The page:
On April 18, 1956, the world rather spectacularly changed. The change itself was a miniscule one, but the spectacle was something to behold. Grace Patricia Kelly was a sort of homegrown aristocrat. Her father was an wealthy contractor and a winner of two gold medals in rowing at the 1920 Olympics (although stories that portray him as a brash upstart are overstated; he was perhaps the best-known oarsman in the world at the time). He later became first oarsman inducted to the Rowing Hall of Fame. Her mother was a gifted swimmer and the first women’s athletics coach at the University of Pennsylvania. Her uncle George was a popular playwright, winner of the Pulitzer Prize for Craig’s Wife (though politics within the committee may have skewed the vote). But there’s American aristocracy, and then there’s aristocracy; Kelly’s marriage to the handsome (if somewhat shifty-eyed) Prince Rainier of Monaco put her in touch with the real thing. Monaco isn’t much of a kingdom; its economy is based on tourism and its position as a pan-European tax haven. But it’s a principality of some standing; the heir to a centuries-old throne was getting his glamour from the Oscar-winning granddaughter of an Irish bricklayer who had once dated Ray Milland. Beauty has always helped elide class distinctions, of course, but the couple was snubbed by the other royal families of Europe; instead, a different breed showed up, with the thousands of guests including the beautiful (Ava Gardner), talented (W. Somerset Maugham), and rich (Aristotle Onassis). The media frenzy and Hollywood-crafted imagery (the wedding was filmed by MGM, loathe to let Kelly out of her contract) helped renew American interest in giant weddings, an interest which continues to this day.
Kelly’s last film before her marriage was High Society, a musical remake of The Philadelphia Story (with Bing Crosby in the Cary Grant role and Frank Sinatra standing in for Jimmy Stewart). Philadelphia is largely irrelevant to The Philadelphia Story, but the Main Line isn’t. Katherine Hepburn’s (and later Kelly’s) character, Tracy Lord, was based on Hope Montgomery Scott, the highest of society names in the bluest blooded town south of Boston. Both Hepburn and Kelly had been born to wealth, but Katherine had been born with a pedigree that Kelly lacked; Grace, for all her money and charm, would never have been invited to the Philadelphia Assemblies. Held annually since 1748, the Philadelphia Assemblies were American’s most exclusive debutante balls, cleaving to a rather breathtaking insularity:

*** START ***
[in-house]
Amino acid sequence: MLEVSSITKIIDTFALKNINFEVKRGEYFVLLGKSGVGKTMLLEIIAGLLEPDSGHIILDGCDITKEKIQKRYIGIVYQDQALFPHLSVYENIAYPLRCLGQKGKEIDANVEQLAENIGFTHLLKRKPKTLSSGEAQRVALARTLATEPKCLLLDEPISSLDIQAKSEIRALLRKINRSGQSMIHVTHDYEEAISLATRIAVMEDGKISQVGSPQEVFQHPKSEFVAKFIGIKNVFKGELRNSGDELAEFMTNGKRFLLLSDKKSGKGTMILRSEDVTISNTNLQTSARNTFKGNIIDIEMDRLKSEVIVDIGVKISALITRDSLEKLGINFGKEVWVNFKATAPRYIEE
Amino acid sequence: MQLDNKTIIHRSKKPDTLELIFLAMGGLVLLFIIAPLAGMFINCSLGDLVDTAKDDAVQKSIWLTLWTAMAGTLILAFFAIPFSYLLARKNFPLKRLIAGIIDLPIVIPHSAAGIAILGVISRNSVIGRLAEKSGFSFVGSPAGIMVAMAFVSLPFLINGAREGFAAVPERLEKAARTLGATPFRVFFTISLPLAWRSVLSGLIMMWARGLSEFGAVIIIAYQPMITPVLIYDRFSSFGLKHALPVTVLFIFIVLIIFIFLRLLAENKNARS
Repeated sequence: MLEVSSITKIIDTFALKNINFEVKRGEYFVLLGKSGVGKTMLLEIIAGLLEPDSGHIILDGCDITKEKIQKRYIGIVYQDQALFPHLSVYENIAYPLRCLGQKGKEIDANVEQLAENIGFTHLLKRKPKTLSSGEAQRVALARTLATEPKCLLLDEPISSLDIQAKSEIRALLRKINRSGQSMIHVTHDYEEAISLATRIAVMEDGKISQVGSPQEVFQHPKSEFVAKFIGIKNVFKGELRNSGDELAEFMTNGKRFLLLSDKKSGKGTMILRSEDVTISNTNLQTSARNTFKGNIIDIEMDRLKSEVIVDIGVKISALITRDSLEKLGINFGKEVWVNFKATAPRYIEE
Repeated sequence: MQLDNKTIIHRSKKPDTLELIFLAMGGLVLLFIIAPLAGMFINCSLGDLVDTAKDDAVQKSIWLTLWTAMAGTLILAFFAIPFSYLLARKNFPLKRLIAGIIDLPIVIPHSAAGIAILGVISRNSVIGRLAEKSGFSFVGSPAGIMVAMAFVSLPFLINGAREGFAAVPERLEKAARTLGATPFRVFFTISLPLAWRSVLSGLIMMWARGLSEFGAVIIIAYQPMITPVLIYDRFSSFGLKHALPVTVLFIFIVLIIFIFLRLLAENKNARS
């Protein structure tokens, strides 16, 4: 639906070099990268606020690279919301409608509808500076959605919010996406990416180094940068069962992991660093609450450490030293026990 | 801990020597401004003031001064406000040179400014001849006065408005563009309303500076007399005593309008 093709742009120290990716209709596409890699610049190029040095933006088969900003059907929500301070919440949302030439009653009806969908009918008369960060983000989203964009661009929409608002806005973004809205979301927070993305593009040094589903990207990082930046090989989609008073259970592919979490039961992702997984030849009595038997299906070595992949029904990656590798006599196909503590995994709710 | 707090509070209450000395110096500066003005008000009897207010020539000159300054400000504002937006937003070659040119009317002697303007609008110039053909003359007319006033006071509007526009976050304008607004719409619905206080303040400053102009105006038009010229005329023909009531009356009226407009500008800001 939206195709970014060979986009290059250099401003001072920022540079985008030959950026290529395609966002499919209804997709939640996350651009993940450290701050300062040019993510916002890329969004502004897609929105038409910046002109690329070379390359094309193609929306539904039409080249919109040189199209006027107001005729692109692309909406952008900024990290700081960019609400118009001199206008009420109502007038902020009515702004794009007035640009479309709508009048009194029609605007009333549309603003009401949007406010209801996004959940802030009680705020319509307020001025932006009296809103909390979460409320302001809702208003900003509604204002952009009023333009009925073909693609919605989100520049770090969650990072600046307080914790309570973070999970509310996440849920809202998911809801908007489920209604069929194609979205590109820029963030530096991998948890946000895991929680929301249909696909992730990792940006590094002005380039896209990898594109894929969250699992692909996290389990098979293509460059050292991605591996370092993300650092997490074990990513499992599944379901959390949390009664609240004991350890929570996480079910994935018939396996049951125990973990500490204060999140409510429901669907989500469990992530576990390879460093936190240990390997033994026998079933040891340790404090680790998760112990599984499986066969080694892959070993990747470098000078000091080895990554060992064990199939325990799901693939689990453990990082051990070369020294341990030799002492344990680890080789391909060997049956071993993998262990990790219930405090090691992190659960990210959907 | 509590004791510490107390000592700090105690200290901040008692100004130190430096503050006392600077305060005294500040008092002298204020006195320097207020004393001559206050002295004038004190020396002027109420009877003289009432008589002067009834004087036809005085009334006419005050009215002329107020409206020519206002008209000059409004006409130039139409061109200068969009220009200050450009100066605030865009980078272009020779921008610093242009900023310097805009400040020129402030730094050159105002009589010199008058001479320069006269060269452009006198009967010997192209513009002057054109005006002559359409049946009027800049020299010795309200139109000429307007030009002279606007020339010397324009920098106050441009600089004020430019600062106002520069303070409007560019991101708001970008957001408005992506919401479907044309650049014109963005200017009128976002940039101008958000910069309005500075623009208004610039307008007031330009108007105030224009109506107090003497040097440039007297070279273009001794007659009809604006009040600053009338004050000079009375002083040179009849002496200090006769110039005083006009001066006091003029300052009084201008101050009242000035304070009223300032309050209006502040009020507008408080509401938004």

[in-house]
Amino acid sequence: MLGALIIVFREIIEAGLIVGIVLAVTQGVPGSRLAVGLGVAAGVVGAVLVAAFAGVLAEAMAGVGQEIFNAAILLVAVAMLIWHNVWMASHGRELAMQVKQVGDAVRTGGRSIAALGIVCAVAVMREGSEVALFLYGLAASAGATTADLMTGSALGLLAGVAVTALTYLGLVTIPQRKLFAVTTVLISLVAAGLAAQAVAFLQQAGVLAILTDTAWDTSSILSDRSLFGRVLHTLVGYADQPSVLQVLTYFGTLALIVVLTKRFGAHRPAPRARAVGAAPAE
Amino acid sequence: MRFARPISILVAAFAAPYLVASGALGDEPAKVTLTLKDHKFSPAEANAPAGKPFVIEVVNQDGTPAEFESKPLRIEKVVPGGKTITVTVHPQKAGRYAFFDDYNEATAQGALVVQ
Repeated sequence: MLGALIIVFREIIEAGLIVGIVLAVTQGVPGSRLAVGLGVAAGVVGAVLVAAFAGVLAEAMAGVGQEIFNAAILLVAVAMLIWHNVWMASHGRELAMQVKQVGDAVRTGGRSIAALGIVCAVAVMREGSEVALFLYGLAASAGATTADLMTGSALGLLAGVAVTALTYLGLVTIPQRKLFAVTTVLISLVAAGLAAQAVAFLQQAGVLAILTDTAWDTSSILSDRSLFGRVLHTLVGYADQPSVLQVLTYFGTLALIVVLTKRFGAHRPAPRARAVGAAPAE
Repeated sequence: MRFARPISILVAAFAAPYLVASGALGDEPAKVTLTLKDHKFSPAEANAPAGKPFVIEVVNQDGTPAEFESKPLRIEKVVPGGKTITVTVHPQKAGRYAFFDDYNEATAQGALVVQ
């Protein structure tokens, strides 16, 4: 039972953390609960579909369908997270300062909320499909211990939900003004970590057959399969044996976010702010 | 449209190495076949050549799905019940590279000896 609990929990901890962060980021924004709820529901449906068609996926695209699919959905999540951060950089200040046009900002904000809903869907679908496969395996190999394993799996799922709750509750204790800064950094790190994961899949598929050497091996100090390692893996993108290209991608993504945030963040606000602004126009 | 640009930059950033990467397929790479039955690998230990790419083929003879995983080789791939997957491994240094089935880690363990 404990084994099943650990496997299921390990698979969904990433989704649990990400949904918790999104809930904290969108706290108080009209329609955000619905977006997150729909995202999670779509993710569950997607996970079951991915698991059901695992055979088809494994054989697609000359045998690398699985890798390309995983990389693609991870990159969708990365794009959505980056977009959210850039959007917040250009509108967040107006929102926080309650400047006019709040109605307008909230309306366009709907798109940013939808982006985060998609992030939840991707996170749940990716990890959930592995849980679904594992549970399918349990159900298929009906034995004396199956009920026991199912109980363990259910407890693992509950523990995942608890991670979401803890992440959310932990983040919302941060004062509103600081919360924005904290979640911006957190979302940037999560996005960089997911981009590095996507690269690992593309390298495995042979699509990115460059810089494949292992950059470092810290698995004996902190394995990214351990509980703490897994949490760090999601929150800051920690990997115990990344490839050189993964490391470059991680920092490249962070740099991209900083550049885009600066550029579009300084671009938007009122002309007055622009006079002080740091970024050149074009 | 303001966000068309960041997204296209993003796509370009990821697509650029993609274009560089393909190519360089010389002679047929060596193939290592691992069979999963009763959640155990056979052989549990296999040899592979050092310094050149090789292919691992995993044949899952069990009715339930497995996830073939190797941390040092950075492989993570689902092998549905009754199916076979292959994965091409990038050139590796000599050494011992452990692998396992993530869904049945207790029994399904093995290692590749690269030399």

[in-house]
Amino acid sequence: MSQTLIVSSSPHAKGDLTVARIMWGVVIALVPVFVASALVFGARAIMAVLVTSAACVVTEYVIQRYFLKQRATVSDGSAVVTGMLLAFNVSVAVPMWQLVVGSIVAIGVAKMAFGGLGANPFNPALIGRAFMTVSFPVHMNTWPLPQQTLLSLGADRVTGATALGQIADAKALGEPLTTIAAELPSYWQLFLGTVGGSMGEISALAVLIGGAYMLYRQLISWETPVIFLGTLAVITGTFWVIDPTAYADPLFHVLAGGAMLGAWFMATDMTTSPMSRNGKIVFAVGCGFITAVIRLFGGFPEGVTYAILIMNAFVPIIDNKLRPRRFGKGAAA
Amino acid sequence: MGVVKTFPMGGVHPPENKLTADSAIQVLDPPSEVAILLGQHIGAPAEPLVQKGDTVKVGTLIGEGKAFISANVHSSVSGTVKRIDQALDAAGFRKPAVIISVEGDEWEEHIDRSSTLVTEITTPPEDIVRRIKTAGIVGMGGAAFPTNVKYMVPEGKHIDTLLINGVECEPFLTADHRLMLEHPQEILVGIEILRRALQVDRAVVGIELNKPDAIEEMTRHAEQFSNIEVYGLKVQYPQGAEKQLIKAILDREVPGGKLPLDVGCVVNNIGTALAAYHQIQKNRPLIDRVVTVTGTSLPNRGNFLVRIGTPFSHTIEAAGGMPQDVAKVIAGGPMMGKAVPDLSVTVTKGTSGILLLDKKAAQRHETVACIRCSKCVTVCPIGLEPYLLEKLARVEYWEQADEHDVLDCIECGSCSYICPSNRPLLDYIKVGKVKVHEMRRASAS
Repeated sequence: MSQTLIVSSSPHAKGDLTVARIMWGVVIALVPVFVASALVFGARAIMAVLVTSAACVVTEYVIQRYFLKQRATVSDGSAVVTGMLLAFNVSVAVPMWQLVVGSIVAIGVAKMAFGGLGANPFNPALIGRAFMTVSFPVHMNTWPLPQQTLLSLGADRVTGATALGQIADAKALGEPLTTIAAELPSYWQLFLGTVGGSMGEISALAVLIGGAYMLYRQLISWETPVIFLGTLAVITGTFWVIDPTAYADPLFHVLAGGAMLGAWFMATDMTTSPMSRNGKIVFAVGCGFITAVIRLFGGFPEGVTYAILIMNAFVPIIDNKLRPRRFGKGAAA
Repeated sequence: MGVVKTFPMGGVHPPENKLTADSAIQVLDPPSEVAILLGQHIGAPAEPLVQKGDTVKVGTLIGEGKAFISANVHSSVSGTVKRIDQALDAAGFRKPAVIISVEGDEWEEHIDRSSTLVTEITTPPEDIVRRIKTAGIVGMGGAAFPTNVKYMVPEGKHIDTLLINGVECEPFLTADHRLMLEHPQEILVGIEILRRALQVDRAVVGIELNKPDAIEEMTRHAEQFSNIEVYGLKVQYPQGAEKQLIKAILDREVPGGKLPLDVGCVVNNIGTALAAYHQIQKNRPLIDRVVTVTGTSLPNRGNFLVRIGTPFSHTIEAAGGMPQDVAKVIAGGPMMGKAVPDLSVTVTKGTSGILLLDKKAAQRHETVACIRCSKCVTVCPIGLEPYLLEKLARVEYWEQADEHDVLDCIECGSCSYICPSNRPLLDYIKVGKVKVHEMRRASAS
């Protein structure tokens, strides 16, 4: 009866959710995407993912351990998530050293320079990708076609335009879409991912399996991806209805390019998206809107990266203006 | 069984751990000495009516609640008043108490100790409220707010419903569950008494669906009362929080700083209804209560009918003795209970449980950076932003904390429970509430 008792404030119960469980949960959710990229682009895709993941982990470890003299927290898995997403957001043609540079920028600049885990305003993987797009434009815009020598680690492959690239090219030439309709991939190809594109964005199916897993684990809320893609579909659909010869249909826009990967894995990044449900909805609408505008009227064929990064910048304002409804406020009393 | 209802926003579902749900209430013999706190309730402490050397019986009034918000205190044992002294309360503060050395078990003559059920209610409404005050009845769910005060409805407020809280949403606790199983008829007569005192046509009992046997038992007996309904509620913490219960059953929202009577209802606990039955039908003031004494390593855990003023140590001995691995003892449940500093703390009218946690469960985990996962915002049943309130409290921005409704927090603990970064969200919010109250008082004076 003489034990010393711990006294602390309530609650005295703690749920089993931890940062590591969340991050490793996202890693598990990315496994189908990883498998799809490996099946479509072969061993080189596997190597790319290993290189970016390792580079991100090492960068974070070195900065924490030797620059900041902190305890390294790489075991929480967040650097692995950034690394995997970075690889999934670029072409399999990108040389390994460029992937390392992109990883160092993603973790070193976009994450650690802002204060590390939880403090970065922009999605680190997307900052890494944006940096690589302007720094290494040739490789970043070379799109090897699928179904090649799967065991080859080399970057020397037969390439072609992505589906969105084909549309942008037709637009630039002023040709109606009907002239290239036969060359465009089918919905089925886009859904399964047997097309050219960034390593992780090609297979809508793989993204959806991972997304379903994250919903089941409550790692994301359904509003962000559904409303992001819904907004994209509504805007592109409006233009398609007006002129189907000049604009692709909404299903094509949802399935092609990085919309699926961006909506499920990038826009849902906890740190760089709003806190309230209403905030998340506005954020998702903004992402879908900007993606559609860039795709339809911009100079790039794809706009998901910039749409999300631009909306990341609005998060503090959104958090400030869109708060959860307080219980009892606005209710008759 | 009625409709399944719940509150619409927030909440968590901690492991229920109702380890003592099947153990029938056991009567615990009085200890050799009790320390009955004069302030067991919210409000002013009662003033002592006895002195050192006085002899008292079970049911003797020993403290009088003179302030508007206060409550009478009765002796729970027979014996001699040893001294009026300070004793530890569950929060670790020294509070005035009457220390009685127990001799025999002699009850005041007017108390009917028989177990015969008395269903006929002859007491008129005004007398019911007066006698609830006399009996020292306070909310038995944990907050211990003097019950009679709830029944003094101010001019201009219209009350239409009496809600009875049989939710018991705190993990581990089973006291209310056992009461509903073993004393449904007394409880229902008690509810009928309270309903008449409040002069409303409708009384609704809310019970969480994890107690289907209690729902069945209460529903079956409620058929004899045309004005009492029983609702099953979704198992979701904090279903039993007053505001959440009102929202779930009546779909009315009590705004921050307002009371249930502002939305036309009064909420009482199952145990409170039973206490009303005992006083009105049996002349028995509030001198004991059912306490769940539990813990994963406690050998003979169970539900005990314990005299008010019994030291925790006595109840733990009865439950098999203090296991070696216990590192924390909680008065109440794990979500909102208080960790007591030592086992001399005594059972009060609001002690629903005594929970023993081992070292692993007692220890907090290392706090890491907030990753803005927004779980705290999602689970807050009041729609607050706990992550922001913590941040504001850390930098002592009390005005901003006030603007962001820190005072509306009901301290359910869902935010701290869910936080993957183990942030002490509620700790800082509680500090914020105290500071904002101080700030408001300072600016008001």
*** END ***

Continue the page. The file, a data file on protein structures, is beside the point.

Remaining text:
Although Philadelphia and Boston are both fair-sized cities, their approach to society seems more insular than New York. Says one elite party-goer: "’For inbred Yankees […] publicized parties are in poor taste, and kind of, well, disgusting. […A] debut is a family tradition and, quite frankly, no one else’s business." In fact, according to one report a "newcomer" whose family had only been in Philadelphia since 1860, was given restricted permission to attend one of Philadelphia’s Assemblies "as an out of town guest."…[I]t seems that, at least as far as the debutante tradition is concerned, they have maintained past attitudes toward consumption perhaps to a greater degree than one might find in New York.
As a third-generation American (and, what’s more, a Catholic), Kelly could only dream of attending and mingling with the descendants of eighteenth century Quakers.
The WASP aesthetic of the Philadelphia Assemblies was based on quiet superiority; it’s linked in my mind to the Weberian notion of ascetisism. But Kelly leapfrogged that, and she won; the Philadelphia story wouldn’t be written today, because there just wouldn’t be interest in a publicity-shunning Main Line family’s wedding. There’s hundreds of more glamorous (and famous) people out there getting married. The Social Register’s decline has to be, at least in part, due to the decline of interest in emulating the Four Hundred. New money no longer seeks to emulate old money. New money wants to emulate new money. It’s an immensely more democratic system; not everyone can claim an ancestor on the Mayflower, but even a pickup-driving shopkeeper in Arkansas can get rich, and Nashville’s Miss Fire Prevention can become one of the most influential people in America. Carolyn Montgomery‘s grandfather founded the Merion Cricket Club; his grandfather’s cousin was Hope Montgomery Scott. Today, Carolyn Montgomery is a cabaret singer; a 1999 performance found her in a gay bar singing "Boa, Boa, Boa". We don’t live in Jay Gatsby’s world any more.